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Pros And Cons To Every Dorm At Boston University

Pros And Cons To Every Dorm At Boston University

There are a ton of on-campus housing options at Boston University, to the point that deciding where to live may feel overwhelming at times. If you’re having trouble deciding, here’s a list of every dorm accommodation at Boston University and some of the pros and cons that come with living there! 

Danielsen Hall

Pros: One benefit of living in Danielsen is how close it is to Newbury Street, which is huge if you’re into shopping. There’s also a common kitchen in the basement, which will come in handy if you love cooking or you’re just looking to eat something other than dining hall food. 


Cons: It’s super far from everything. On foot, it’ll take you around 20 minutes to get from Danielsen to the College of Arts and Sciences in the middle of campus where a lot of classes are held. One way to work around this is to make use of the Boston University Shuttle, which conveniently makes a stop right in front of Danielsen, or the T, with the closest T stop being a 5-minute walk away at Hynes Convention Center. 

Myles Standish Hall

Pros: The suites in Myles are gorgeous. It was renovated recently, so you won’t be seeing the cinder block walls that you would expect from a college dorm room. Plus, it’s air-conditioned, which really comes in handy when Boston gets hot at the beginnings and ends of the school year. It also has a common kitchen, just like Danielsen. 

Cons: While it’s not quite as far removed from Danielsen, Myles can definitely feel a little bit out of the way at times. This is especially true since the campus book store moved from Kenmore Square and a short walk from Myles all the way to West Campus. The closest dining hall is Marciano Commons, so it’s a decent walk when compared to other dorms and how close they are to dining halls. 


Kilachand Hall

Pros: Kilachand Hall is a pretty solid pick in terms of dorms on campus. It’s a really short walk to the Marciano Commons dining hall and it’s pretty close to where many classes are held. There’s air conditioning, a kitchen, and a study lounge on the ninth floor that offers a beautiful view of the Charles River.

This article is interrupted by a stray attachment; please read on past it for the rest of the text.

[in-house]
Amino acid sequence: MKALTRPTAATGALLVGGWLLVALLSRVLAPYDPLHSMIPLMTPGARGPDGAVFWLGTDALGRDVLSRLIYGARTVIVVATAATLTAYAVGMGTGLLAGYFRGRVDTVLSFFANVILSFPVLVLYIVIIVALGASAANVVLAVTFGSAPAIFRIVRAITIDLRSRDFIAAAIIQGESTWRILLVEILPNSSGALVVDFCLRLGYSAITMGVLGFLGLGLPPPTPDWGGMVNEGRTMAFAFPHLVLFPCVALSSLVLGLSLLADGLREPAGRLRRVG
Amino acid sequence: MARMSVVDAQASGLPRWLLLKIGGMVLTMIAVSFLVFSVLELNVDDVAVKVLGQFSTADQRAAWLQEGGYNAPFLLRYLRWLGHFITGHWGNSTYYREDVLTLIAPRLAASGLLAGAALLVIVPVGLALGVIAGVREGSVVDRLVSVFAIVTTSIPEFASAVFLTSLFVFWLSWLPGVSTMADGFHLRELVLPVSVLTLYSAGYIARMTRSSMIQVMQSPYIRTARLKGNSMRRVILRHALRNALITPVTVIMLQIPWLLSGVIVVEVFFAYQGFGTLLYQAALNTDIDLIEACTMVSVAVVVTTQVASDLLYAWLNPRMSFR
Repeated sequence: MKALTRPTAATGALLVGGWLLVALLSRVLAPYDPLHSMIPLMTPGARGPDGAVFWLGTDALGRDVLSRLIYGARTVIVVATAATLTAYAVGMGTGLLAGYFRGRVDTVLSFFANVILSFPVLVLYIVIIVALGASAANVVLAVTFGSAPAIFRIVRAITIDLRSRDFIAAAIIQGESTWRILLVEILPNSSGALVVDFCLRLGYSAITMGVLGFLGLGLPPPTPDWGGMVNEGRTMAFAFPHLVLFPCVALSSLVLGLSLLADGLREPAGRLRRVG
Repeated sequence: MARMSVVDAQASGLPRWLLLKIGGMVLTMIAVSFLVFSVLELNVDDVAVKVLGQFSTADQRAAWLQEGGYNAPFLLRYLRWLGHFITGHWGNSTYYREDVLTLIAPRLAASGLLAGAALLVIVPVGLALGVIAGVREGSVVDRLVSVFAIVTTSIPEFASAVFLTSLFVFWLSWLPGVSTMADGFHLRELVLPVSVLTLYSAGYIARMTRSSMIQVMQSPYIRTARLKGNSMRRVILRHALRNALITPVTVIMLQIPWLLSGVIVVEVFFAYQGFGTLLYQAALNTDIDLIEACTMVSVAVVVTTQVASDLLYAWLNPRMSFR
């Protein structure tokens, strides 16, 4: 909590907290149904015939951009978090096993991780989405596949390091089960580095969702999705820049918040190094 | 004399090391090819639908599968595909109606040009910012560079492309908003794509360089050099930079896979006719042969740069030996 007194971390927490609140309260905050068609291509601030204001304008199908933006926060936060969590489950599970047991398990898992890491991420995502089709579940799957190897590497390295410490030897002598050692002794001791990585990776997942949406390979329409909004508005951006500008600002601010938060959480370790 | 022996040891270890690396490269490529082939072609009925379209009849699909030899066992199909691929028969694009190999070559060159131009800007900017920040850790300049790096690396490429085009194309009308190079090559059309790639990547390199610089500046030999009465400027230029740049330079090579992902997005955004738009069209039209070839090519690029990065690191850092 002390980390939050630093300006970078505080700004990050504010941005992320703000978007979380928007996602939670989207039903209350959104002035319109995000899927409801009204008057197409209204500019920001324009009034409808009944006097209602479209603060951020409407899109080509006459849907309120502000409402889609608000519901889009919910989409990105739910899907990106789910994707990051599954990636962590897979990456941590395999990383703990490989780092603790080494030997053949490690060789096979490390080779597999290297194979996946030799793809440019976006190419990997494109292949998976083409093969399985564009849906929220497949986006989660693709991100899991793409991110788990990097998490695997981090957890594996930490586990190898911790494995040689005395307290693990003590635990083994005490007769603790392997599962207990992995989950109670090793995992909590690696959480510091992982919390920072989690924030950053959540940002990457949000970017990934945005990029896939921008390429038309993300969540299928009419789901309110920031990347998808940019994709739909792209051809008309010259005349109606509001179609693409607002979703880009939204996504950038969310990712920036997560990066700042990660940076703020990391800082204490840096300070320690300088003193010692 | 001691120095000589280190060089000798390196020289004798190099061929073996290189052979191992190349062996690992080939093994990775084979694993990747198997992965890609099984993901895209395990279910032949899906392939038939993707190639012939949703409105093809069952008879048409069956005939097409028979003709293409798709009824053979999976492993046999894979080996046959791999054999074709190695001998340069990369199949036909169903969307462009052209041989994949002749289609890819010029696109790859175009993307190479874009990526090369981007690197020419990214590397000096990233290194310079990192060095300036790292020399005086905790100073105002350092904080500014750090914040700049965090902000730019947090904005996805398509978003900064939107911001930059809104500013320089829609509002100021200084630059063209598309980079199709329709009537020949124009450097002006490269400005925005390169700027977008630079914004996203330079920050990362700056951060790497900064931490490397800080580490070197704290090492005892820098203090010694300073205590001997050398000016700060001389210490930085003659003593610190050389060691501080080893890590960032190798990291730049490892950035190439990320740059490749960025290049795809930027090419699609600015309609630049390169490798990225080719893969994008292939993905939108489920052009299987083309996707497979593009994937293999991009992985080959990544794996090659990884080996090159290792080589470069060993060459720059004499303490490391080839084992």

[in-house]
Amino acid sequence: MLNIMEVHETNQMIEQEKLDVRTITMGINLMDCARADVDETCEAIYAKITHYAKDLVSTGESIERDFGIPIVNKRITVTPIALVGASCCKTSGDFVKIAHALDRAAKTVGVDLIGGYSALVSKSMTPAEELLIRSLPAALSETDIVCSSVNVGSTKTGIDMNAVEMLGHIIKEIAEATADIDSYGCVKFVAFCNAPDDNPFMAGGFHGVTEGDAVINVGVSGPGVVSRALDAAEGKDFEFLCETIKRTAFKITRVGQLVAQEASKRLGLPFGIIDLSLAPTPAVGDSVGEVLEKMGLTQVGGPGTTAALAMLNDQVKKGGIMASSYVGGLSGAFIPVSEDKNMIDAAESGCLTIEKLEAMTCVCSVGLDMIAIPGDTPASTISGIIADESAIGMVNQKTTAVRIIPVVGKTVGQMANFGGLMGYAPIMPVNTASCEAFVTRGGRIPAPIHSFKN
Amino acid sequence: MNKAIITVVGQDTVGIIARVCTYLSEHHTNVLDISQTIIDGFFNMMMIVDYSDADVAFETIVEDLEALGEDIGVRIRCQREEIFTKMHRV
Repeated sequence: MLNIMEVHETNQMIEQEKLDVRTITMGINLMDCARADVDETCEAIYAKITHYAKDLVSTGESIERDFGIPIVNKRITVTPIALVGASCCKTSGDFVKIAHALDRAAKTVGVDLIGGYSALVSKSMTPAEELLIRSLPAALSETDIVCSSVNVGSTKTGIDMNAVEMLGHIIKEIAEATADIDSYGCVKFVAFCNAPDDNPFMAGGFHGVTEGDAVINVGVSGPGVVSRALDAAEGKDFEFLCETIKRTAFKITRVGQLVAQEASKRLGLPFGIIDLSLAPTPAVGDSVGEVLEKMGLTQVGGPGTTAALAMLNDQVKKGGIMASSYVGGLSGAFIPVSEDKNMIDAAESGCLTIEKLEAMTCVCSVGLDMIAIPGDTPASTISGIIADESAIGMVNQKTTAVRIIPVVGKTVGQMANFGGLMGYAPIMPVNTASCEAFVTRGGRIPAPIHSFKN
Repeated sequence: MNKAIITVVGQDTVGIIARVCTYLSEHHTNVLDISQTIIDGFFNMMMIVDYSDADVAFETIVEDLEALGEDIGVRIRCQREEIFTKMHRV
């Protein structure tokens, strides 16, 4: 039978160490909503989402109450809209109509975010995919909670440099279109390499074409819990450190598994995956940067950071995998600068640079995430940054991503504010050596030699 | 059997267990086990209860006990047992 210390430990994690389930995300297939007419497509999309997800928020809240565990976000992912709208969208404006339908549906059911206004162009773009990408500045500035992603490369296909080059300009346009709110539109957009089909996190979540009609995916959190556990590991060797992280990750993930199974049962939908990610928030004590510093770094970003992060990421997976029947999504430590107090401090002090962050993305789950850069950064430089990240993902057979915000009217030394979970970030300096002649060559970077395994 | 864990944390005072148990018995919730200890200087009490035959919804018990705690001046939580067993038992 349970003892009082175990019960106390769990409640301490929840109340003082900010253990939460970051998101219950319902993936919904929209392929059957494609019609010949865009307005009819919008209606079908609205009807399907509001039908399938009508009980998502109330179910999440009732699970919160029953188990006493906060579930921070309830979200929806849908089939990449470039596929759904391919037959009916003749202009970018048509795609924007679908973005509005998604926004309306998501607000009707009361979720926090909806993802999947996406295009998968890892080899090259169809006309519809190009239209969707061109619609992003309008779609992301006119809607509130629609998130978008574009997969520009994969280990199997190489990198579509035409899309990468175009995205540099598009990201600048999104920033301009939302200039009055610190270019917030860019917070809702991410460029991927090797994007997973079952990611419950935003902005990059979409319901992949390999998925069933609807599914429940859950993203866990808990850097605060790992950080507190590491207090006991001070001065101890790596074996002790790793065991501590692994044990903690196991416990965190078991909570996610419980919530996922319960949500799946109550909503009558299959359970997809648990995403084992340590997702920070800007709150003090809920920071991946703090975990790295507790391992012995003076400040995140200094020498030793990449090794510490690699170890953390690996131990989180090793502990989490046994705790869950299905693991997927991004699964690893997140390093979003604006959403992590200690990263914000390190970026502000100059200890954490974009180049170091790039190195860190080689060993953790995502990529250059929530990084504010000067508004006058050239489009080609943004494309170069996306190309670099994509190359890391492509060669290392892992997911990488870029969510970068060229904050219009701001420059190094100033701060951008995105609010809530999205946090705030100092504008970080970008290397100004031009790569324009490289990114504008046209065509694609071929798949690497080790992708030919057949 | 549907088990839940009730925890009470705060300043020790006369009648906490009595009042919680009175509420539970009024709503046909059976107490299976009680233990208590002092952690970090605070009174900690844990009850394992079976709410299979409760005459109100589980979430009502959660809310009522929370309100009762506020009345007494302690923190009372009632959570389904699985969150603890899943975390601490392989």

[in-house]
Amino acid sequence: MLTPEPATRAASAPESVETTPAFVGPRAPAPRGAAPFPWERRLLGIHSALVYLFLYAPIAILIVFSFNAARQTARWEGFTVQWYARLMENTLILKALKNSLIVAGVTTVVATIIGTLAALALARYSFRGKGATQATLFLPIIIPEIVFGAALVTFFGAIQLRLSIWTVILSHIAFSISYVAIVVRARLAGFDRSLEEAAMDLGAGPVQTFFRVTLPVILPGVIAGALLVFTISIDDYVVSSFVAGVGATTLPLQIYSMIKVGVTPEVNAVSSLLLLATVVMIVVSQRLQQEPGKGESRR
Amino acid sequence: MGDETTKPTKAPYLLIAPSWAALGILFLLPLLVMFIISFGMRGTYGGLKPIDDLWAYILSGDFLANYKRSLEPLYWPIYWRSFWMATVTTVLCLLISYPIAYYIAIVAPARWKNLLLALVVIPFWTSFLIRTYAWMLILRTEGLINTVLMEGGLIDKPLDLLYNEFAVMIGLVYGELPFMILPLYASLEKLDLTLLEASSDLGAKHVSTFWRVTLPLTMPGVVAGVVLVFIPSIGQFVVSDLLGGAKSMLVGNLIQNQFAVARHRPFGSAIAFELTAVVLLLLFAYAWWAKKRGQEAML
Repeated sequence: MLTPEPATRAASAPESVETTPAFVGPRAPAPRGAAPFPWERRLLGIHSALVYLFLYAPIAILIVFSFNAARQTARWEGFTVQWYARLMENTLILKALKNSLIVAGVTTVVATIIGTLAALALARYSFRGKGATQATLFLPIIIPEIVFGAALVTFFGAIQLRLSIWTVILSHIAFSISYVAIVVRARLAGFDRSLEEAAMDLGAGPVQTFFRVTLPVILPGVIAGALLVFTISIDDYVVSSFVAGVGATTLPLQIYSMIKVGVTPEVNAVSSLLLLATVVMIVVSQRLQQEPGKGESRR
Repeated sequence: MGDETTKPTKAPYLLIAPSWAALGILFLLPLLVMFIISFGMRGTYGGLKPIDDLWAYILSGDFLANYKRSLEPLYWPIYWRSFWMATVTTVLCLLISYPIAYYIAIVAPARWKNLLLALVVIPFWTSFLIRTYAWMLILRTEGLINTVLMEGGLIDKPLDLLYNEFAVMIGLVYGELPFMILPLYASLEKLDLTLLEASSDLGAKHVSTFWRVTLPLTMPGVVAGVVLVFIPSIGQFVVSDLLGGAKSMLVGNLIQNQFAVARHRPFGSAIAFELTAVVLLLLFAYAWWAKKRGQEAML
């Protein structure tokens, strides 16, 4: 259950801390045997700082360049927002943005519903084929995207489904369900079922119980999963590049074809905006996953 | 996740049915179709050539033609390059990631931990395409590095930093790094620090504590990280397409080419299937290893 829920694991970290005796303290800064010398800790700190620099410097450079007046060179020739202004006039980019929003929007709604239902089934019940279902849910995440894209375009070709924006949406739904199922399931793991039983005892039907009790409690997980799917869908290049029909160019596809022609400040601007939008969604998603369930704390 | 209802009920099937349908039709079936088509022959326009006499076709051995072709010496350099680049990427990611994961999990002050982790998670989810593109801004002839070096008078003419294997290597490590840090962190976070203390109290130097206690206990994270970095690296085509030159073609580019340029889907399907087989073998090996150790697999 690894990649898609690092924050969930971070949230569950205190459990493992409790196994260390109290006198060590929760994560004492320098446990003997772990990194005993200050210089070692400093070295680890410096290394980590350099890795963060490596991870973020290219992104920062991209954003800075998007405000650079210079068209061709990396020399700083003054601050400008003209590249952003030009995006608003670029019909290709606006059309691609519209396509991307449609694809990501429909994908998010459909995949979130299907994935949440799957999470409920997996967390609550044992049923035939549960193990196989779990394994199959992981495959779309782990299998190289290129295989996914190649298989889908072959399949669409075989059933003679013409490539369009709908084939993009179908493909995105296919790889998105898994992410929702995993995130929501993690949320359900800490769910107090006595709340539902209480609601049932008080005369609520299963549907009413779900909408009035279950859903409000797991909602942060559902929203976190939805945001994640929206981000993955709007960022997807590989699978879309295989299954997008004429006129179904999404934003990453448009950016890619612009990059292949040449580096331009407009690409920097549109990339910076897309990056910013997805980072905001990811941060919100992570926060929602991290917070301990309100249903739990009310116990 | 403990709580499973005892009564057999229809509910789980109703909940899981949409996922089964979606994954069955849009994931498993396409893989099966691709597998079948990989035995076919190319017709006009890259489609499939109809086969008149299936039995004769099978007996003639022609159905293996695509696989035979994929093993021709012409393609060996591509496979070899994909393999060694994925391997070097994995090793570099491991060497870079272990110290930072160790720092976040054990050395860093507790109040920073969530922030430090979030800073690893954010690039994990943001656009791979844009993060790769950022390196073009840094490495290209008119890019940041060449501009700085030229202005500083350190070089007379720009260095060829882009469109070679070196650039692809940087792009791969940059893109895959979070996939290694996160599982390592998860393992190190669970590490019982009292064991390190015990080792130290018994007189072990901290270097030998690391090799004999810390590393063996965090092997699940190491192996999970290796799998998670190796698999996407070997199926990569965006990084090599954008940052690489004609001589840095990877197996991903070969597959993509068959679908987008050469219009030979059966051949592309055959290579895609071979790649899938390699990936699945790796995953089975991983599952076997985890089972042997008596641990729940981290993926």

Cons: Kilachand Hall is where many honors college students live, especially the honors college freshmen. Some people have expressed that they feel like outsiders as a result of this. But if this isn’t a deal-breaker, Kilachand Hall is a great place to live on campus. 


575 Commonwealth Ave. (or HoJo)

Pros: 575 Commonwealth, or HoJo as it’s affectionately known on campus, offers two things that are considered luxuries when it comes to college dorms: air conditioning and private bathrooms. Well, not totally private, but sharing a bathroom with a few suitemates is much preferred over sharing a communal bathroom with an entire floor. There’s also a study lounge on the top floor, offering a nice quiet place to get work done. 

Cons: HoJo’s general appearance is one of the downsides. It used to be a Howard Johnson hotel, and that’s exactly what it looks like: an old hotel. The inside looks the same way, so it definitely isn’t the prettiest out of Boston University’s dorms. Plus, the rooms are all triples and they might feel a little tight at times. 


Pros: The Towers are located right behind Questrom, the business school at Boston University, so it’s right in the middle of the action in terms of proximity to classes. There are also lots of places to study, so you don’t need to trek to one of the libraries to study somewhere other than your room. 


Cons: The rooms are pretty small. For reference, I remember being shown a room in Towers during my first campus tour of Boston University and the tour guide said these dorms were the worst in terms of size, so if we could be happy here we could be happy anywhere on campus. 

Warren Towers

Pros: An upside of living in Warren I think a lot of people overlook is the fact that there’s a dining hall in the building. That may not feel like a big deal, but there’s a huge benefit to being able to get to the dining hall without leaving your building, especially during those wicked cold Boston winters. There are also other food options steps away with City Convenience, Starbucks, and Basho located right below Warren. Plus, Warren is predominantly freshman housing, so it’s easy to make friends as a first-year student when you’re living in Warren.